- Waiver of inter-state transmission charges: The policy prescribes waiver of inter-state transmission charges for a period of 25 years to all producers of green hydrogen for all projects which are commissioned prior to June 30, 2025.
- Open Access: The policy recommends that all producers of green hydrogen shall be granted open access for sourcing of renewable energy and that open access charges shall be levied as per the existing rules.
- Banking of renewable energy: Banking of renewable energy used for producing green hydrogen shall be permitted for a period of 30 days and the charges for banking shall be fixed by the respective state governments and shall be capped.
- Flexible Sourcing of renewable energy:The producers of green hydrogen have been provided the flexibility to source renewable energy from a co-located renewable energy plant, a remotely located renewable energy plant, whether set up by the producer or a third party. The producers have also been given the right to source the renewable energy from power exchanges.
- Renewable Purchase Obligations (RPO): The policy also incentivises green hydrogen producers by stating that the renewable energy consumed for producing green hydrogen would be counted towards the producer’s RPO compliance. The consumption of renewable energy beyond the RPO obligation of the procurer will count towards the RPO compliance of the distribution companies where the green hydrogen producing plant is located.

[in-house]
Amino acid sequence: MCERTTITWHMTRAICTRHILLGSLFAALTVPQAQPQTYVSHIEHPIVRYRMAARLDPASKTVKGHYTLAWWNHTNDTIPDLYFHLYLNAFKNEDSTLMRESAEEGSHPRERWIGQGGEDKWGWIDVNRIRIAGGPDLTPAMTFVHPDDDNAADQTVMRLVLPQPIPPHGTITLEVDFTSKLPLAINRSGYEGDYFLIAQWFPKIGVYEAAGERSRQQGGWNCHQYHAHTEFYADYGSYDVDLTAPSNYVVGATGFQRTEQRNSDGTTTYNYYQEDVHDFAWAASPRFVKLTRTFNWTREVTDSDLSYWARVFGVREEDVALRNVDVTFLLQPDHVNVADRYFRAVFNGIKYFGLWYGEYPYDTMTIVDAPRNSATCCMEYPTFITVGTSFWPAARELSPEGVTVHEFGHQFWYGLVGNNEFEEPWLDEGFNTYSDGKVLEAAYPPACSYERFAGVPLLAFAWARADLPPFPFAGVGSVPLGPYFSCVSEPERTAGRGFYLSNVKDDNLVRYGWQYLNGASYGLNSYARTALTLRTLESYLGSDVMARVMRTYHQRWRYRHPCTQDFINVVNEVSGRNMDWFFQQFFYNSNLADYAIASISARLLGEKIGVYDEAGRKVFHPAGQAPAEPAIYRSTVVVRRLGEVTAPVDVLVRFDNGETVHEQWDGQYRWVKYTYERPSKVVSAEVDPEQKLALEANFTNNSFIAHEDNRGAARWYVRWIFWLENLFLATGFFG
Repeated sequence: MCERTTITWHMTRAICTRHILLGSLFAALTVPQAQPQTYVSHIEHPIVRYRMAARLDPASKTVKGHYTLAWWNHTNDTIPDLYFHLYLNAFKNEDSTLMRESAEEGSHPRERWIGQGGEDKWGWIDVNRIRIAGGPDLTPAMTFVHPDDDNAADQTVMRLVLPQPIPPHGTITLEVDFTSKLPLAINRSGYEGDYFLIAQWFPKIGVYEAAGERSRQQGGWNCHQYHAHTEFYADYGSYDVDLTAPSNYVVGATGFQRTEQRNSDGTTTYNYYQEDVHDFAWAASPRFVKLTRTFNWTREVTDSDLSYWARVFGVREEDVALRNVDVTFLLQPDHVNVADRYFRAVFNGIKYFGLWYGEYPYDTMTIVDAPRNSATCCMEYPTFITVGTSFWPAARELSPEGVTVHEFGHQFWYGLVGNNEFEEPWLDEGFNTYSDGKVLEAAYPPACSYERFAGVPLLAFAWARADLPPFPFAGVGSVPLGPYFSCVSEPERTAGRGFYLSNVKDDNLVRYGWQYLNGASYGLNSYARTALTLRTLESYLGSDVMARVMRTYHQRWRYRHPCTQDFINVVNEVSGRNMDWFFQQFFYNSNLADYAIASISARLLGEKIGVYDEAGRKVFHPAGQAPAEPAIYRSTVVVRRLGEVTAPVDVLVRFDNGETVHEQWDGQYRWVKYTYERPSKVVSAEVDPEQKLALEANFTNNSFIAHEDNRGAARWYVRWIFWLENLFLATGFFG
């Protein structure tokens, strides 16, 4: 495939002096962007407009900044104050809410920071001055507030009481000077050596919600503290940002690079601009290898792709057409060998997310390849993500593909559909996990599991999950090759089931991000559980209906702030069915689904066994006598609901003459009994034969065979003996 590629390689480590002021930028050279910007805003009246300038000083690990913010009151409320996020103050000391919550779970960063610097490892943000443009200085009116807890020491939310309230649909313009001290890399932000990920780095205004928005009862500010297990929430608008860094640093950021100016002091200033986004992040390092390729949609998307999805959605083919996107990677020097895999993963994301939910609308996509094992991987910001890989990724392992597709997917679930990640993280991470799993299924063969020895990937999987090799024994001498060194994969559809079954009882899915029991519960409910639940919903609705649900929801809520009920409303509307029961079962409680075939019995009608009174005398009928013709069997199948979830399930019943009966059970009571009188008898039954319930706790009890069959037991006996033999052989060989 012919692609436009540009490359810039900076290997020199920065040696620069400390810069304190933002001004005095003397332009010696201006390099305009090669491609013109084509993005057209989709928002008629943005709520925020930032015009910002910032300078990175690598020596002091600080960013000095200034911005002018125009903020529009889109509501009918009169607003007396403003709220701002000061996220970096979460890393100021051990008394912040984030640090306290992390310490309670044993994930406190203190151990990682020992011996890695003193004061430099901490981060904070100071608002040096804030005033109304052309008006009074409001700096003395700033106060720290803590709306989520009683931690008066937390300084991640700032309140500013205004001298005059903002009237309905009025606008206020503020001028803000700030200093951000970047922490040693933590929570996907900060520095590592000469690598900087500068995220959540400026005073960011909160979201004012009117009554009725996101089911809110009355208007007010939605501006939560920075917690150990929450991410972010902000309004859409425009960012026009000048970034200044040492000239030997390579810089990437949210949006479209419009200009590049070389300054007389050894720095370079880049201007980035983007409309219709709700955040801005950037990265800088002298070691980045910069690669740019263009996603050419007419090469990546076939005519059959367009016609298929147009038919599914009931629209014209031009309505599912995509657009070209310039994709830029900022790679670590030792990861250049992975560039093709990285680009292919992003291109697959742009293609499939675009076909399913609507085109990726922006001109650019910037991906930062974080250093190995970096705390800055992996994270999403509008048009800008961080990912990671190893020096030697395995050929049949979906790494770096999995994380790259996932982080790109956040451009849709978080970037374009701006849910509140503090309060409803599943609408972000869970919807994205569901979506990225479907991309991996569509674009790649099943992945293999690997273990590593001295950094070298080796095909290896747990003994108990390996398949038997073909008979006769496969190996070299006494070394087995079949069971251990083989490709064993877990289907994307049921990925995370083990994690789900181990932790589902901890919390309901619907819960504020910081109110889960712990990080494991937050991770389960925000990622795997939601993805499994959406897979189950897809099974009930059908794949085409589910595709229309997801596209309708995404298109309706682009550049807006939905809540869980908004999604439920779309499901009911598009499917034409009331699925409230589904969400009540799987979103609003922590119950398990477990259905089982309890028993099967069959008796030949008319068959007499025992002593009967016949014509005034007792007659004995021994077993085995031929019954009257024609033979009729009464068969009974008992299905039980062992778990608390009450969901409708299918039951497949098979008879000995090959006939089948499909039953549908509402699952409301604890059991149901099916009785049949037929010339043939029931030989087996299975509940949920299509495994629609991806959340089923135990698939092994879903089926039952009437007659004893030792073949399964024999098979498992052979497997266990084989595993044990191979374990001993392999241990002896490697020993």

In addition to the above, the policy also states that the Government of India will look towards setting up manufacturing zones where green hydrogen plants can be established while also allotting lands in renewable energy parks for green hydrogen producers. The policy prescribes permitting producers of green hydrogen to set up bunkers near ports for the purpose of export and look to establish a single portal for all statutory clearances/ permissions required for manufacture, transportation and distribution of green hydrogen.